Most people go on combined tours of Prambanan in the afternoon + Ratu Boko sunset, and Punthuk Setumbu sunrise + Borobudur in the morning. But if you are overnighting in the the villages outside of these temples, it’s absolutely possible to go on your own.

In Prambanan, I found a crusty hotel 500m past the entrance. The moldy wall and bucket bath didn’t appeal to me, but it was the cheapest of the bunch, and the owner was nice enough to let me use their bike for free. Direction was straightforward: 3 kms south of the temple. You only have to turn once and then just keep following the road, and you could actually see the hill right from the beginning of the road. I didn’t know that was it because built onto the hill is a multi-level structure with lots of staircases and pavilions that from afar sort of looks like one of those monasteries you’d see in a Chinese kungfu film, where shaolin monks’d be practicing on the platforms or hauling up buckets of water up the mountain; except that in this case, it was empty. Even after I had seen the sign and asked a couple of little girls that it was indeed Ratu Boko, I still felt unsure as I stepped timidly forward. I never figured out the purpose of the edifice, but on the very top is a restaurant with a sign saying “romantic sunset dinner,” and a ticket booth where they want to charge a whooping $11 to enter the actual Ratu Boko ground and the sunset viewpoint. That’s 11 Indonesian dinners. I didn’t care about this hill temple, and I thought sunset should be free. I promptly turned back and walked down to roam around the puzzling space beneath the restaurant. You could actually get a great view of the plain below with Prambanan in the distance, and possibly of the famed sunset. There was no sunset. It turned out to be a cloudy day and the sun quickly dipped into the thick fluffy blanket and disappeared.

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Chicken Kingdom restaurant, Prambanan, central Java, Indonesia, chicken knight

the awesomest restaurant name and logo in central Java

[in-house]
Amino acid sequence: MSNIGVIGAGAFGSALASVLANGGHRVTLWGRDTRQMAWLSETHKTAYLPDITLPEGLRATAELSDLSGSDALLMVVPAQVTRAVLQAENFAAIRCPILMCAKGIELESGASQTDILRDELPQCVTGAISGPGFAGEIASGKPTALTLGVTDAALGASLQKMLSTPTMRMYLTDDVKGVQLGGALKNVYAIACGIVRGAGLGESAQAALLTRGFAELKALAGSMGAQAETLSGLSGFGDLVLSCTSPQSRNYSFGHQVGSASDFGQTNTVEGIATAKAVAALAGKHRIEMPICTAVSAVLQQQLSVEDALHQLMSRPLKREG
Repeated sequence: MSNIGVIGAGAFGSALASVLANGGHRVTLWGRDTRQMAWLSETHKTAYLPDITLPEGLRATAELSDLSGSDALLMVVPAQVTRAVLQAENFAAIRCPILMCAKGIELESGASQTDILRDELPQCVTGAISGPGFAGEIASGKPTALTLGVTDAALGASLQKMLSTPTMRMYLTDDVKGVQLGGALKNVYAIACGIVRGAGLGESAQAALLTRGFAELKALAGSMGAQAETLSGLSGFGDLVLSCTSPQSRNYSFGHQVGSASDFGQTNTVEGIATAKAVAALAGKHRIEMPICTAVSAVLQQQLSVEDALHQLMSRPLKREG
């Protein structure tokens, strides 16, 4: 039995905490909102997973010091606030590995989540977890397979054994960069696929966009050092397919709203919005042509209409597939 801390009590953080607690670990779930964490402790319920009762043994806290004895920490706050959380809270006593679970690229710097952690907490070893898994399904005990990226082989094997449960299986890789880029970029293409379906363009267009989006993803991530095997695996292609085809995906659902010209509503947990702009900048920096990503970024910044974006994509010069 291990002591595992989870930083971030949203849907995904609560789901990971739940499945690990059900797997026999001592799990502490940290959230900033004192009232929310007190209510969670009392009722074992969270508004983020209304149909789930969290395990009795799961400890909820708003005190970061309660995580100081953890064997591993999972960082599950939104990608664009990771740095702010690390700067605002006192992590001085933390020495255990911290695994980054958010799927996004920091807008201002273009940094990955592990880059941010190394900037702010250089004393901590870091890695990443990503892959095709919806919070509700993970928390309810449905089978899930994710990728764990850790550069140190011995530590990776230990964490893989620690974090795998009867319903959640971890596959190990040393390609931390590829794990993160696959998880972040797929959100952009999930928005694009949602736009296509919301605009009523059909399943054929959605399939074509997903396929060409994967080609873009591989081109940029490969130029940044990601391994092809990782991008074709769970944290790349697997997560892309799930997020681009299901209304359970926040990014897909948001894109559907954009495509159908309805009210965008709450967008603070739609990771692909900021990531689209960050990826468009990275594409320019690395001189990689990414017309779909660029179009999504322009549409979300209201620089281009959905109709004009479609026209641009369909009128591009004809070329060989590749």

The information on Punthuk Setumbu was a lot more vague. Luckily, I saw a primitive map which shows that I’d need to go around the temple to the south and then turn west. A staff member where I was staying, Pondok Tingal, offered to take me on his motorbike for $8 but I declined, opting for a bicycle rented from next door. The next morning, setting out at 4:30, I was a bit worried that there would be no street lights and signs. Luckily, a few people were already up at that point for the prayer, and the yellow house lamps together with my headlights gave me enough to go by. There were only a couple of signs along the windy road, but a simple Punthuk Setumbu? to any villager cleared up any doubts. The last few minutes up the hill had me out of breath, but I felt a proud sense of achievement: I was the only there by bicycle. A few sweats, but it wasn’t really that hard. Dawn already set in as I made my way up a decently maintained stairway. Every few steps there sat a local guy with an enormous flashlight; I wonder if they were guides or just there to shine the way for tourists who forgot their lamps. Either way, none of them was interested in this #1 on tripadvisor sunrise, and neither were the drivers who all contented with waiting around at the parking lot. Any beautiful spot in the world might very well be someone’s mundane backyard. Folks already filled the line along the ridge. I sat on a bench in the back waiting and couldn’t help smiling as I looked at Merbabu and Merapi whose summit I had just climbed a couple of days before.

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